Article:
In the early stages of your research, you will need to decide on a population to study. There are many different factors that may guide the selection of your study population, such as your research aims and the anticipated availability of participants. One important factor that you need to consider in your selection is whether the population is considered a vulnerable population.
So, what exactly is a vulnerable population? A vulnerable population is a group of people that requires greater protection than normal against the potential risks of participating in research. Individuals in vulnerable populations may have a higher risk of negative outcomes as a result of participating in a research study, they may have a reduced capacity or ability to give consent, or they may (for other reasons) have special legal protections. Below is a list of populations that Institutional Review Boards (IRBs) commonly consider to be vulnerable:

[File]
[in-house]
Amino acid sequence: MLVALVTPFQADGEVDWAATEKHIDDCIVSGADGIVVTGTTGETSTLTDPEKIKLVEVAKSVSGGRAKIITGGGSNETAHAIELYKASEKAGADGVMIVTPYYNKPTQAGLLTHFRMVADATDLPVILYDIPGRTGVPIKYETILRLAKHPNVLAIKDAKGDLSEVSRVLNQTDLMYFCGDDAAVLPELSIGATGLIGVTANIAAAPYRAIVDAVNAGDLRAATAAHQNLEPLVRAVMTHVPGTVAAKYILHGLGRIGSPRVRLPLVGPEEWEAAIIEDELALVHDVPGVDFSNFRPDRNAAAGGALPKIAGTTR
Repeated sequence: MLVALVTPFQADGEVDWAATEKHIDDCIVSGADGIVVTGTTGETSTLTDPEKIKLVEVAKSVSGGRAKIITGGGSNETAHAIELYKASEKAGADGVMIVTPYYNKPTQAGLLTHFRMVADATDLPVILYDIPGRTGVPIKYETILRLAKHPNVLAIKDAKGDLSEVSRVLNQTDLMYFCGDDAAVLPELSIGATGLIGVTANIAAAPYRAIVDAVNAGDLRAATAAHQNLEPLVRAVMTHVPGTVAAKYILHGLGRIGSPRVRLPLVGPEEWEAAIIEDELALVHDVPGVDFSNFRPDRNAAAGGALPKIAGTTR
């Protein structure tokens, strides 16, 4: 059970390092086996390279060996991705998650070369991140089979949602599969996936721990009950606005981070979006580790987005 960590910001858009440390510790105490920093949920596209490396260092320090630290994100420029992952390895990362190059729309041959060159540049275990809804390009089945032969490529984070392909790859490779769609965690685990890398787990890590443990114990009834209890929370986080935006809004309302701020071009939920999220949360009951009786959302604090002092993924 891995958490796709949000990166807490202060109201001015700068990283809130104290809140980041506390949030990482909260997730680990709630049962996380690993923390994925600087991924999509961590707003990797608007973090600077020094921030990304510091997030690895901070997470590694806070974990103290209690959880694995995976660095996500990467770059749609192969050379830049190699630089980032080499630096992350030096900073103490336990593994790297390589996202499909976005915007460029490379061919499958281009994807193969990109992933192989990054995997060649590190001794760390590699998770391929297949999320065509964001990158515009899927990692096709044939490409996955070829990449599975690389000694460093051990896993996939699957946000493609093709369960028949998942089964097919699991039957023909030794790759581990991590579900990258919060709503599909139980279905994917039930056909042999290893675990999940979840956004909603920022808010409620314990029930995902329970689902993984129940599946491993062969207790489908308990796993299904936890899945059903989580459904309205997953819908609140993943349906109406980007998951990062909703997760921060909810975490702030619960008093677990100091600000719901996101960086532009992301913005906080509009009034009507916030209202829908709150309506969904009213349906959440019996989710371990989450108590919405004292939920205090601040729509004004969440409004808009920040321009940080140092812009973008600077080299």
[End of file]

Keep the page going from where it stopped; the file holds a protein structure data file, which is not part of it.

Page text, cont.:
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If you are studying a vulnerable population, the IRB will often require you to have specific procedures in place to protect your participants. For instance, if you are studying children, you will need to have procedures for obtaining assent from the child, as well as consent from their parent or legal guardian. In any research involving vulnerable populations, the IRB will heavily scrutinize your study, not only in terms of its procedures but also its merit. In other words, you will need to demonstrate to the IRB that your study procedures are ethically sound, that the risks to participants are as minimal as possible, and that the scientific contributions and potential benefits of your study are significant enough to warrant exposing vulnerable individuals to the risks and burden of research participation.
However, even if you demonstrate all of those things in your IRB application, there is no guarantee that the IRB will allow you to conduct the research. In some rare cases, the IRB may not allow you to study a particular population, regardless of the ethical rigor and merit of your proposed research. This is why it is a good idea to have a discussion with your IRB in the early stages of your research if you have any plans to recruit from a vulnerable population. Having this discussion early on may save you from spending months on a proposal that could inevitably be rejected by the IRB.